Their special 9-day diet seems to allow the participants of the festival to be inhabited by the gods since they apparently feel no physical pain. This seems difficult to believe, but they really appear to be possessed and also to be beyond being hurt or feeling pain despite what they go through.
The most amazing moment for me was the last evening of the festival when thousands of citizens came out of their homes to throw firecrackers on the participants of the final procession. During these few hours, Phuket was more like a war zone rather than the quiet tourist town we all know. Luckily for everyone involved, this war zone is one of joy and faith and the culmination of nine incredible days.” (via feature shoot)
Rebecca Jewell spent a year in New Guinea in 1982 and became inspired by feather artifacts and birds. She saw how important they were to the people there and was amazed by the beautiful feather headdresses people made. She went on to study anthropology at Cambridge University in 1985 and then gained a PhD from London’s Royal College of Art in Natural History Illustration. During that time she would work mainly in watercolor, drawing bird skins at the National History Museum and ethnographic artifacts made out of feathers at the British Museum.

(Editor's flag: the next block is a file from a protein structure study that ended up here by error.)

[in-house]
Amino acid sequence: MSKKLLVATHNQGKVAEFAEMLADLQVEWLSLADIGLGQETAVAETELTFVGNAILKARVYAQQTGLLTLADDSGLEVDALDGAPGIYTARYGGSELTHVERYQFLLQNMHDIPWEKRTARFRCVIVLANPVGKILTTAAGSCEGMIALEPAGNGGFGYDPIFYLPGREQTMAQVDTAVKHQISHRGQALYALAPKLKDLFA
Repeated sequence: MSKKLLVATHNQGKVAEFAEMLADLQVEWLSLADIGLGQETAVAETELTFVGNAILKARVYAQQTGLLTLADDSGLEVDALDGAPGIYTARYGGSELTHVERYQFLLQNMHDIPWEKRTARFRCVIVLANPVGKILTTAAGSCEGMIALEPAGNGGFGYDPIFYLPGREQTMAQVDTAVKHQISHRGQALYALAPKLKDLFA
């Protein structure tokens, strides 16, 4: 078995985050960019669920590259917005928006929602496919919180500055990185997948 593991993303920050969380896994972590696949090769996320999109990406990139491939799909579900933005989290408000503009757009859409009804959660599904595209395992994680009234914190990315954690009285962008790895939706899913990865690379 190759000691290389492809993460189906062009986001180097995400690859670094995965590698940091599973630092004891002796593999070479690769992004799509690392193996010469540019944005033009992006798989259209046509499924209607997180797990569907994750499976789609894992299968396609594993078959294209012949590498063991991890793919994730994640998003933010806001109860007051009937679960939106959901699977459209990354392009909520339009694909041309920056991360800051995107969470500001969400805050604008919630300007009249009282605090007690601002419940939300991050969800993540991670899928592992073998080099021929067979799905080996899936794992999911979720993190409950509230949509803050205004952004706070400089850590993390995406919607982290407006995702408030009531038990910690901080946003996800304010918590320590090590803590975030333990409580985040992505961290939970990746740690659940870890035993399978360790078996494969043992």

All of these experiences came to influence the body of work she began to create using “ethically sourced” feathers to print on. Her work is based on careful observational drawing as a way of seeing, recording, investigating and analyzing. Through a process involving a photo-plate, ink, an etching press and feathers, Jewell creates beautiful and delicate works on feathers depicting birds. Of the pieces she says: “Over the past years I have drawn and painted feathers and birds, and explored how they have been used to enhance and decorate humans. I am also aware of the plight and precarious status of many species, which I wanted to represent in the delicacy of the image on the feather.”
An artist in residence at the British Museum, Department of Africa, Oceania and the Americas, Jewell creates work that explores the shared histories between people that create certain artifacts, the explorers, anthropologists and travelers who obtain them, and the museums that house them.
Simon Beck’s geometric landscape artwork doesn’t require much more than a good snowfall, careful planning, and a lot of patience. To produce his works, the artist treks through miles of snow, patterning his walk carefully to create large scale designs. The results of his efforts can best be viewed aerially, as they cross acres of land. Conveniently, he’s installed some of his work under ski lifts and across valleys, where they can dazzle passersby.